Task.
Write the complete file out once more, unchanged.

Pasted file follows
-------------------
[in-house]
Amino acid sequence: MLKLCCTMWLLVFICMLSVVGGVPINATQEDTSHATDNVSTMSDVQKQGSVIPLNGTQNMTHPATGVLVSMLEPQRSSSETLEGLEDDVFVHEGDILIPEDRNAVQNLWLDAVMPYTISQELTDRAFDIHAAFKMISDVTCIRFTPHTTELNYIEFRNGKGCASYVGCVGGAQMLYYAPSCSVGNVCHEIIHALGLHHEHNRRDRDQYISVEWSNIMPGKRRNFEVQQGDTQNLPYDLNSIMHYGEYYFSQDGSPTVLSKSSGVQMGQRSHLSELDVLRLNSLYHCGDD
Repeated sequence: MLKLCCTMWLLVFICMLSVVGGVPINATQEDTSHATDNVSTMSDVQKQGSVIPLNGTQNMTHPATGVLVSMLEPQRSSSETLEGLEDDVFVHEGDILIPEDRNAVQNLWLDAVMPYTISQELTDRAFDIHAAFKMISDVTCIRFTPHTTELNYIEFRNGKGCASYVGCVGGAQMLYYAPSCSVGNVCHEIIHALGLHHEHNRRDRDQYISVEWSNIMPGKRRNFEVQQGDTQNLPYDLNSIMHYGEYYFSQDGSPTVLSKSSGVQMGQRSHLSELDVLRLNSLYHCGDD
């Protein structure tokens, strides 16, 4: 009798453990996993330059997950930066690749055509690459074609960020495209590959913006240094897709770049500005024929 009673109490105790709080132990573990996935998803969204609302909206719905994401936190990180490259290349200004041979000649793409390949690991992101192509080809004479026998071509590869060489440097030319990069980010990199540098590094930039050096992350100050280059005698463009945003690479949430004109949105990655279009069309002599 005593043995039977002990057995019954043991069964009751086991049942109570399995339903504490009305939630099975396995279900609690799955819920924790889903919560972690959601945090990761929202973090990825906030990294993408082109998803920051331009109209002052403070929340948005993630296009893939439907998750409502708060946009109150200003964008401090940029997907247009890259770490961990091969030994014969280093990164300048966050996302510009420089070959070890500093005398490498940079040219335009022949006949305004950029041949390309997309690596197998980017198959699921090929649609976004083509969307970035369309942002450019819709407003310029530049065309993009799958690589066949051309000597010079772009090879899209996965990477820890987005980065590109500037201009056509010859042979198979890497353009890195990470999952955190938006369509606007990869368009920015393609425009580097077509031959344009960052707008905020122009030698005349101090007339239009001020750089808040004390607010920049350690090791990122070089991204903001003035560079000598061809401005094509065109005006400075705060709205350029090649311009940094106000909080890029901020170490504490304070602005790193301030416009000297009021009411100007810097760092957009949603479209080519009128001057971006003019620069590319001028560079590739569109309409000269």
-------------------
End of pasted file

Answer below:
[in-house]
Amino acid sequence: MLKLCCTMWLLVFICMLSVVGGVPINATQEDTSHATDNVSTMSDVQKQGSVIPLNGTQNMTHPATGVLVSMLEPQRSSSETLEGLEDDVFVHEGDILIPEDRNAVQNLWLDAVMPYTISQELTDRAFDIHAAFKMISDVTCIRFTPHTTELNYIEFRNGKGCASYVGCVGGAQMLYYAPSCSVGNVCHEIIHALGLHHEHNRRDRDQYISVEWSNIMPGKRRNFEVQQGDTQNLPYDLNSIMHYGEYYFSQDGSPTVLSKSSGVQMGQRSHLSELDVLRLNSLYHCGDD
Repeated sequence: MLKLCCTMWLLVFICMLSVVGGVPINATQEDTSHATDNVSTMSDVQKQGSVIPLNGTQNMTHPATGVLVSMLEPQRSSSETLEGLEDDVFVHEGDILIPEDRNAVQNLWLDAVMPYTISQELTDRAFDIHAAFKMISDVTCIRFTPHTTELNYIEFRNGKGCASYVGCVGGAQMLYYAPSCSVGNVCHEIIHALGLHHEHNRRDRDQYISVEWSNIMPGKRRNFEVQQGDTQNLPYDLNSIMHYGEYYFSQDGSPTVLSKSSGVQMGQRSHLSELDVLRLNSLYHCGDD
């Protein structure tokens, strides 16, 4: 009798453990996993330059997950930066690749055509690459074609960020495209590959913006240094897709770049500005024929 009673109490105790709080132990573990996935998803969204609302909206719905994401936190990180490259290349200004041979000649793409390949690991992101192509080809004479026998071509590869060489440097030319990069980010990199540098590094930039050096992350100050280059005698463009945003690479949430004109949105990655279009069309002599 005593043995039977002990057995019954043991069964009751086991049942109570399995339903504490009305939630099975396995279900609690799955819920924790889903919560972690959601945090990761929202973090990825906030990294993408082109998803920051331009109209002052403070929340948005993630296009893939439907998750409502708060946009109150200003964008401090940029997907247009890259770490961990091969030994014969280093990164300048966050996302510009420089070959070890500093005398490498940079040219335009022949006949305004950029041949390309997309690596197998980017198959699921090929649609976004083509969307970035369309942002450019819709407003310029530049065309993009799958690589066949051309000597010079772009090879899209996965990477820890987005980065590109500037201009056509010859042979198979890497353009890195990470999952955190938006369509606007990869368009920015393609425009580097077509031959344009960052707008905020122009030698005349101090007339239009001020750089808040004390607010920049350690090791990122070089991204903001003035560079000598061809401005094509065109005006400075705060709205350029090649311009940094106000909080890029901020170490504490304070602005790193301030416009000297009021009411100007810097760092957009949603479209080519009128001057971006003019620069590319001028560079590739569109309409000269």